The apostle Paul knows how reasoning works

Monday Musings for January 31, 2022

Good morning, Musers,

Jesus only ministered 3 ½ years on this earth. Have you ever wondered why God sent Jesus there — to Galilee, Judea and Samaria — and why he sent him then — 2200 years ago — when Koine Greek was the lingua franca… and before indoor plumbing?

I wonder about this a lot, and I keep coming back to the same answer: the Hellenized and Romanized world had structures in place that would optimize the spread of Jesus’ teachings.

Western Civilization owes a great debt to the ancient Greeks. People who lived around the Mediterranean Sea twenty-six centuries ago developed math, logic, philosophy, law, rhetoric, architecture, music, theater and writing to mention a few.

As you can see by my list, I am not talking about physical structures… although those were significant. I’m talking about the cultural structures that made these people hungry to hear new ideas and evaluate their propositional content (Acts 17:21).

Our species is — and uniquely so — philosophical. This didn’t just show up in us one day. It’s always been part of who we are — even before we began writing things down. But starting with people like Thales and Anaximander back in the 6th century BC, people began thinking about philosophy as a separate discipline — even though that discipline was already the basis for all logical thought. A parallel case might make it clearer.

People were using language long before we were writing that language down. But one day (— not literally one day, of course —) someone made some marks on the ground... or a stone... or clay tablet... or a sheet of A4 paper — and they said, “We’ve been making these sounds... but is that particular sound transitive or intransitive?” — and here we are!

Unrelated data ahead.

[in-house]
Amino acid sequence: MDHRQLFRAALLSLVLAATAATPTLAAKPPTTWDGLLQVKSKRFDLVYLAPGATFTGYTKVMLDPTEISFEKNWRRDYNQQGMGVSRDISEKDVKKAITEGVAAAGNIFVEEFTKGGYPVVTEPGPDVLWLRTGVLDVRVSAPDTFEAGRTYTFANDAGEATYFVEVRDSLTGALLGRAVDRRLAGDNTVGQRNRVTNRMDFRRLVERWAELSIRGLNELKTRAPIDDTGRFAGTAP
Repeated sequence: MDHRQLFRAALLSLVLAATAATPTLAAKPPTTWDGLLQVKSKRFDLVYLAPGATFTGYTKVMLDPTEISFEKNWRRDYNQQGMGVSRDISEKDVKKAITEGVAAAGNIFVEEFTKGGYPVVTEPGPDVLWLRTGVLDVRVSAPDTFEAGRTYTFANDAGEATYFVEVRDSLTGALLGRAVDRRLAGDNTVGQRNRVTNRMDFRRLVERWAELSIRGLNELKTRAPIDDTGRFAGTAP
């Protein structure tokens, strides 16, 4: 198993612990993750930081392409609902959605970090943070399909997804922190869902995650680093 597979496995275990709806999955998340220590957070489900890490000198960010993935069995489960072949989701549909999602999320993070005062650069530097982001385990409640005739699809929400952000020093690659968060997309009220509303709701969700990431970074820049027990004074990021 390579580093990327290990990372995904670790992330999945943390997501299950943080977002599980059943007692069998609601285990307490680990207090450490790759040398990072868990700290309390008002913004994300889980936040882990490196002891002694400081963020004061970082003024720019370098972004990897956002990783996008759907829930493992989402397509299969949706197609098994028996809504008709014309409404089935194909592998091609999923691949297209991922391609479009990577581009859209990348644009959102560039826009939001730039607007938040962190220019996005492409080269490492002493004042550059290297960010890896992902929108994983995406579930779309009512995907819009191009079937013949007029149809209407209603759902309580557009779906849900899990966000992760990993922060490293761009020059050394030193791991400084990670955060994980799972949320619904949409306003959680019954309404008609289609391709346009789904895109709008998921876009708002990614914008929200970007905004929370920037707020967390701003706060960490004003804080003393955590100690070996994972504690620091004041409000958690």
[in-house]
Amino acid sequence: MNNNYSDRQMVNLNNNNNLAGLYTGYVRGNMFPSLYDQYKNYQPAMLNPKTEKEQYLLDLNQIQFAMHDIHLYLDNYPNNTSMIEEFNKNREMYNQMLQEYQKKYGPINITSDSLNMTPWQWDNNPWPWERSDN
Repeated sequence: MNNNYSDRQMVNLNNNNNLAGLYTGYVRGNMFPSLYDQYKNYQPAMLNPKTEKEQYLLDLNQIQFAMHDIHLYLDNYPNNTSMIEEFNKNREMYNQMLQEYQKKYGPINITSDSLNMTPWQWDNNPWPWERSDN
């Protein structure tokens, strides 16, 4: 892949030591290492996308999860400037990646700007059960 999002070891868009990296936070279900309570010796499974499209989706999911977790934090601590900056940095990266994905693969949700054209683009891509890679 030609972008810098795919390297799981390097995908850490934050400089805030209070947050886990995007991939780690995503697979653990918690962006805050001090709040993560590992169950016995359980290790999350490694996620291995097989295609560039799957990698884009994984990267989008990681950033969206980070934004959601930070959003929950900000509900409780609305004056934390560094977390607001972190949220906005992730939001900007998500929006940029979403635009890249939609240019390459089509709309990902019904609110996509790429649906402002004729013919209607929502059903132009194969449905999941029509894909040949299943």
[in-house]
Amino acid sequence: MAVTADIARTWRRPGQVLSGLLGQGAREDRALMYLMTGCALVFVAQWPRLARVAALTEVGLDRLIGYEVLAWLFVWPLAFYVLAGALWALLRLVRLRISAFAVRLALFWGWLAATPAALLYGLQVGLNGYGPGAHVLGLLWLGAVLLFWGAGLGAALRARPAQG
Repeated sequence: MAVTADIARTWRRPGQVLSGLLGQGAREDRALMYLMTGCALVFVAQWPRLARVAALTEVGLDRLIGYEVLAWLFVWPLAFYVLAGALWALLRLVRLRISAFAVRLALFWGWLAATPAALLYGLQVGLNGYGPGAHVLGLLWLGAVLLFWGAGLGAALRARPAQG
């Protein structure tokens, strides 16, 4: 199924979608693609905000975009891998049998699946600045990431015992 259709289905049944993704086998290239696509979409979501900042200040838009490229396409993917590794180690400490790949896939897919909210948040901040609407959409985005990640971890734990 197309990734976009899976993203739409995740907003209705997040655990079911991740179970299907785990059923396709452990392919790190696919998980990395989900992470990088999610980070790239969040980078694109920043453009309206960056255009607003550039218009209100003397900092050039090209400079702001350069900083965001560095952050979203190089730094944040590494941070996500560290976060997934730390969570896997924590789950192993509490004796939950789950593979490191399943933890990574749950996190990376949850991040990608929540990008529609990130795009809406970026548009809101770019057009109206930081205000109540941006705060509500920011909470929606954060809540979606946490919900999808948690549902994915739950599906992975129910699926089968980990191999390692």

Philosophy was just like that. Even before people developed official rules for evaluating propositional content, people were using those rules intuitively. By the time of Jesus’ birth, writing was well-established. They had scribes! But language does not develop in a vacuum. There is a reason that people speak to one another... and this reason is to transmit propositional content.

So, when Jesus said that he was the way, the truth and the life (John 14:6), people understood what those words meant... and they could understand how Jesus meant to apply them to himself. When John introduced him as “the word” (logos), people wrestled with this... but they “got it.”

This explosion in thought was much like that of the industrial revolution or the information age. These thresholds changed what we could do collectively as a people — and that’s what the Body of Christ is — a collection of people.

When we add the fact that the Roman empire allowed people to travel further and safer than ever before, we have a structure for exchanging ideas over long distances. My thesis is that God sent Jesus to the optimal place, at the optimal time, and at the first moment he could.

 

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